Spring Has Sprung Forth, and It’s In Full “SWING” (is that, “swung 8ths” therefore?). ANSWER: “I think so…”


Spring is time for something new, and…musically speaking: Here’s something a bit new for you (Part 1 of 2)…

Are you “on the move,” musically? You can and should be! I hope these 2 posts will help you to understand a couple of things, and I’ll try to present it briefly but fully in two parts. Next time, I will conclude with some of the detailed aspects of what we can do when we use our current technology in this way.

There are many special and wonderful musical opportunities these days: new ways to learn and enjoy music; new technology to help us accomplish things we couldn’t do in the past…because there was no way to do it (i.e. playing many instruments beautifully from your own home computer, or even on a laptop in any location…well, just about any location!).

What are you learning or doing now that is moving you musically into a forward direction? I want to tell you about a new concept that will help us all, as musicians/music aficionados — as well as the audience/listeners…SO LISTEN UP:

How about this for a concept: “3-D MUSIC…”? What on earth am I talking about (yes, Virginia, it is ON EARTH, and even for the whole universe — and yes, it’s a sort of “3-D” for/with music!)?

Let me explain for a moment how we all hear music (at least originally), and how the idea I’ve been developing proposes to enhance “what,” and “the way in which” we hear and experience music — generally, and then specifically. Let’s only focus on the general in this post…


We start out hearing music in much the same way as we hear language — the whole thing is coming at us like a “wall of sound.”

A human voice is, for example, “monophonic” (two Greek words put together, meaning: one [mono]; sound or voice [phonos]). Music is often/usually “polyphonic” or many voices or sounds. THE INTERESTING THING IS…BOTH STILL COME TOWARD US AS ONE “WALL” OF SOUND.

If there is a person speaking or singing on a stage, that is only one sound coming from one place. But if it is a band, an orchestra, or even only 2 people (on that same stage)…we have a situation where there is more than one thing “coming toward/at us” at that moment. STILL, it comes toward us as a wall; as one thing, all at one time.

This is experienced as “1, or 2-D” in the sense that we can experience either some or maybe all of what is coming at us “at once.” How much we experience is based on our ability and frame of reference (to absorb this “wall”)…

Not unlike watching a movie — which is on the screen or wall, the music is coming toward us, and we see it for what it is (or what we are ABLE to “see/understand”) — all at once. Our eyes can only process as much as our mind can “understand…IN ONE LUMP SUM“.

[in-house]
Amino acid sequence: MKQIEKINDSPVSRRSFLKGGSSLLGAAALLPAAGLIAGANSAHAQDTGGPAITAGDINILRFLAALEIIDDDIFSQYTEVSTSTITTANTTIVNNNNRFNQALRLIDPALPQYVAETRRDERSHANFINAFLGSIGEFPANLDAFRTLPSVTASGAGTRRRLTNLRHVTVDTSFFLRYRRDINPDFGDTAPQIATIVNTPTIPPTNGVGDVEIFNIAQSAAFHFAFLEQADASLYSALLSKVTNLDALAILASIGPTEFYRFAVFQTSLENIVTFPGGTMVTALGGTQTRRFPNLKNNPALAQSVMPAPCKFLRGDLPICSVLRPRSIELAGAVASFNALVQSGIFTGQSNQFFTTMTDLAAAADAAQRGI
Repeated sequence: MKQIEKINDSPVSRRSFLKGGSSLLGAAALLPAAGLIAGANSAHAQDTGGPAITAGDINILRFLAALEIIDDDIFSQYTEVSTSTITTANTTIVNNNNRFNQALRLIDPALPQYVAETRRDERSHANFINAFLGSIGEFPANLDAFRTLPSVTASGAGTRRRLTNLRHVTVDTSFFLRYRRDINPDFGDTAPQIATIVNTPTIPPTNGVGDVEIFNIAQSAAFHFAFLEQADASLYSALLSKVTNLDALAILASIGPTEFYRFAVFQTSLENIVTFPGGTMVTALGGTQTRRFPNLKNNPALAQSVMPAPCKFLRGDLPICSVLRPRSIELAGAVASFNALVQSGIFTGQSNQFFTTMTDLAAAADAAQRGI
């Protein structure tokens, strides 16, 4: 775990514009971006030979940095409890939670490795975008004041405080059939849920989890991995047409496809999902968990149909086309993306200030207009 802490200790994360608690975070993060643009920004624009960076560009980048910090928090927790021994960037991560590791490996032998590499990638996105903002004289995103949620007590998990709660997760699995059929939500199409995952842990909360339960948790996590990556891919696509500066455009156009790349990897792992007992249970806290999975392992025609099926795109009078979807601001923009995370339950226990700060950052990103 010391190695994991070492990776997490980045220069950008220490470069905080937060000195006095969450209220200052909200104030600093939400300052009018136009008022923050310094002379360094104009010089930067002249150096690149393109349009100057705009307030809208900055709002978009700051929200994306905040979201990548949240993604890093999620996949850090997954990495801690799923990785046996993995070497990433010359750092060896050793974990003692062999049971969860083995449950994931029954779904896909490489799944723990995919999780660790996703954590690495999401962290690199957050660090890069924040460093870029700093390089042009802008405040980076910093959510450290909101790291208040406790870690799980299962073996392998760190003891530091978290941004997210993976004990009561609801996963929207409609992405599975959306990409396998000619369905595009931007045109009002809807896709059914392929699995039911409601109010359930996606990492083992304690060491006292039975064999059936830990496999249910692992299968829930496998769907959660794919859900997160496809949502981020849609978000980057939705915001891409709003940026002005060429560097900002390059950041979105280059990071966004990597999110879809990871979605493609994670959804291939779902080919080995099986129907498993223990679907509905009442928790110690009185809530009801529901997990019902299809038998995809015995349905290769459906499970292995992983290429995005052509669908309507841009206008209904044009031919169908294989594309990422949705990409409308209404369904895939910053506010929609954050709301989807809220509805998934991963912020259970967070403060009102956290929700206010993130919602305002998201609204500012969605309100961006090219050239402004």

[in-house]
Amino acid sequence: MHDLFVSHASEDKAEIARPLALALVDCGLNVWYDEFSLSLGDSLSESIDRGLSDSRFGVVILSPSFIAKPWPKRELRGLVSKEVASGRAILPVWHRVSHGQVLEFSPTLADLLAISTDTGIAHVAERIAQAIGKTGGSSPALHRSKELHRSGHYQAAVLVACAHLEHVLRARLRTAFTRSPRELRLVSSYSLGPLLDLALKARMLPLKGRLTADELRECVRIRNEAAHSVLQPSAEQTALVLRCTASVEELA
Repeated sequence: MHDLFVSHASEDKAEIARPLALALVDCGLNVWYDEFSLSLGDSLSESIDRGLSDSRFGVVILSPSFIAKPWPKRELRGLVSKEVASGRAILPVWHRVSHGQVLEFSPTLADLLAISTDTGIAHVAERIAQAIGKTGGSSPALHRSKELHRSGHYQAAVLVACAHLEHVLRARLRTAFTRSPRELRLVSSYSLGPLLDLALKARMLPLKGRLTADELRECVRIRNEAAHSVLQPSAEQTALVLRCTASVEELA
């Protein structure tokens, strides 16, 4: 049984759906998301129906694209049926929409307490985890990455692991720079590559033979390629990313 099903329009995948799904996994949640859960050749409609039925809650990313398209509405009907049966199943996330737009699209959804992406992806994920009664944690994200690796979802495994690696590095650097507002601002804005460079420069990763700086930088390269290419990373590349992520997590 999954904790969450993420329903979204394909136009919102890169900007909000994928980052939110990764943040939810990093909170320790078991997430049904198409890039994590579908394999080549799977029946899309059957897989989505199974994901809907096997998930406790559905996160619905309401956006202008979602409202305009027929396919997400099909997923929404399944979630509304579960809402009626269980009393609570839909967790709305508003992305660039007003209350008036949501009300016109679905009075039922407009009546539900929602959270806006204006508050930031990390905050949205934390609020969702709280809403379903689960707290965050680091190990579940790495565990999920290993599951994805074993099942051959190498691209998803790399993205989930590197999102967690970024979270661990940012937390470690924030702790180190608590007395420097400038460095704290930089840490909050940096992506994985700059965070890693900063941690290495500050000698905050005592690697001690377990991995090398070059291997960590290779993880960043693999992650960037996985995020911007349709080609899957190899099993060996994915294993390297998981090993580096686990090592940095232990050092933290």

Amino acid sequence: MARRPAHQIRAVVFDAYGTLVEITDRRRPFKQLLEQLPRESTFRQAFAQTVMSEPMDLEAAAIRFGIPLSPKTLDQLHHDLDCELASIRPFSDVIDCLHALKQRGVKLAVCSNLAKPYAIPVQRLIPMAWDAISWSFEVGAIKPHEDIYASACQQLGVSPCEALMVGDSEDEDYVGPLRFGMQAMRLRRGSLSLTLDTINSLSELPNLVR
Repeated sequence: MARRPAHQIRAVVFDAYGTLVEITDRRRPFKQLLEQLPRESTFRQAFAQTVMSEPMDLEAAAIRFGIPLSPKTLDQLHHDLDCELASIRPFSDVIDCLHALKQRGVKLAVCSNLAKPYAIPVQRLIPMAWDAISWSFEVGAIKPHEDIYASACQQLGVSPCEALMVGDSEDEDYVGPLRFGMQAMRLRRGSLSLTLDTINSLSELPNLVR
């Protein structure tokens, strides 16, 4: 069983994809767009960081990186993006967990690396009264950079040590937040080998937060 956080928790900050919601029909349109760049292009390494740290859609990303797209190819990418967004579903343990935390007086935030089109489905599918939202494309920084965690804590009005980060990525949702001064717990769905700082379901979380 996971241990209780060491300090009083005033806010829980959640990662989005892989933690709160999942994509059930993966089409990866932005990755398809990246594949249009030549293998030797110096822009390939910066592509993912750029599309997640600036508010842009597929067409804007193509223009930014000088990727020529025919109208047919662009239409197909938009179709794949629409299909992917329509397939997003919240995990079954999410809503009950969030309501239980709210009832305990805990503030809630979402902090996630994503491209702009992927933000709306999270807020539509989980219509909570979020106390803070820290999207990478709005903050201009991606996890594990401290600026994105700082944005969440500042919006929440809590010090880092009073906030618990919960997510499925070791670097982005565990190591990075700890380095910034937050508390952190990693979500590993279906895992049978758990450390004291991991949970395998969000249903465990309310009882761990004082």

Ever watch a movie a second time (or even multiple times) and see things you missed before? How about with music? Ever hear a song or piece of music, where there was an instrument or a vocal part you missed, and then you suddenly heard it the second or third time you listened? THAT’S MY POINT HERE.

This article has in mind the developing of our musical perspicacity and auditory acuity (how’s that for a mouthful?) so we can catch more of what’s coming at us. THERE IS A GREAT AND SAVVY WAY (thanks to technology) to “hear more.”

I have done it this way in an older form (before computers were readily available…and did it with tape recorders and such). In the past 10 or so years the NEWER WAY (computers!) has arrived, and this new way is working even more effectively. YOU CAN HEAR MUSIC IN “3-D” IF YOU JUST GET SOMEONE TO DO WHAT I’M GOING TO BE SAYING HERE.

In part 2, I’ll elaborate on the details from which we can all benefit by hearing more in a “polyphonic way,” such that the results are “enhanced hearing” (which I also call “hearing in color” — taken from the idea of the Greek word, “Chromatika”).

You will hear parts you didn’t before, and the music will sound “larger” (fuller and richer) than what you could initially hear/understand. As we individually develop our hearing by using this technique…we can hear more the first time. This gets better and better as the process is repeated over and over again.

Something then happens that someone like Mozart was able to do as a small child.

Mozart had perfect pitch (he could hear and remember the sounds like most of us “see colors” — i.e. we see reds, oranges, blues, greens — he could hear a Bb and know it from let’s say, an “A” or “G”). And, he continued to develop both his perfect pitch as well his “listening skills.” There were no recordings in his day, so whatever he heard was performed live, and he could hear the individual notes/voices more and more…and to the point that, even as a very young boy, he was able to go home and write down what he heard…ALL THE HARMONIES (i.e. all the parts!). He is most famous, and that’s for more than just the music he wrote. People have marveled at this noteworthy phenomenon, and we will develop this more in the next segment. I hope you’ve enjoyed this and are already thinking about/wondering where this will go in part 2…

Carry on, and keep on making music wherever you can!


Philippe :-)

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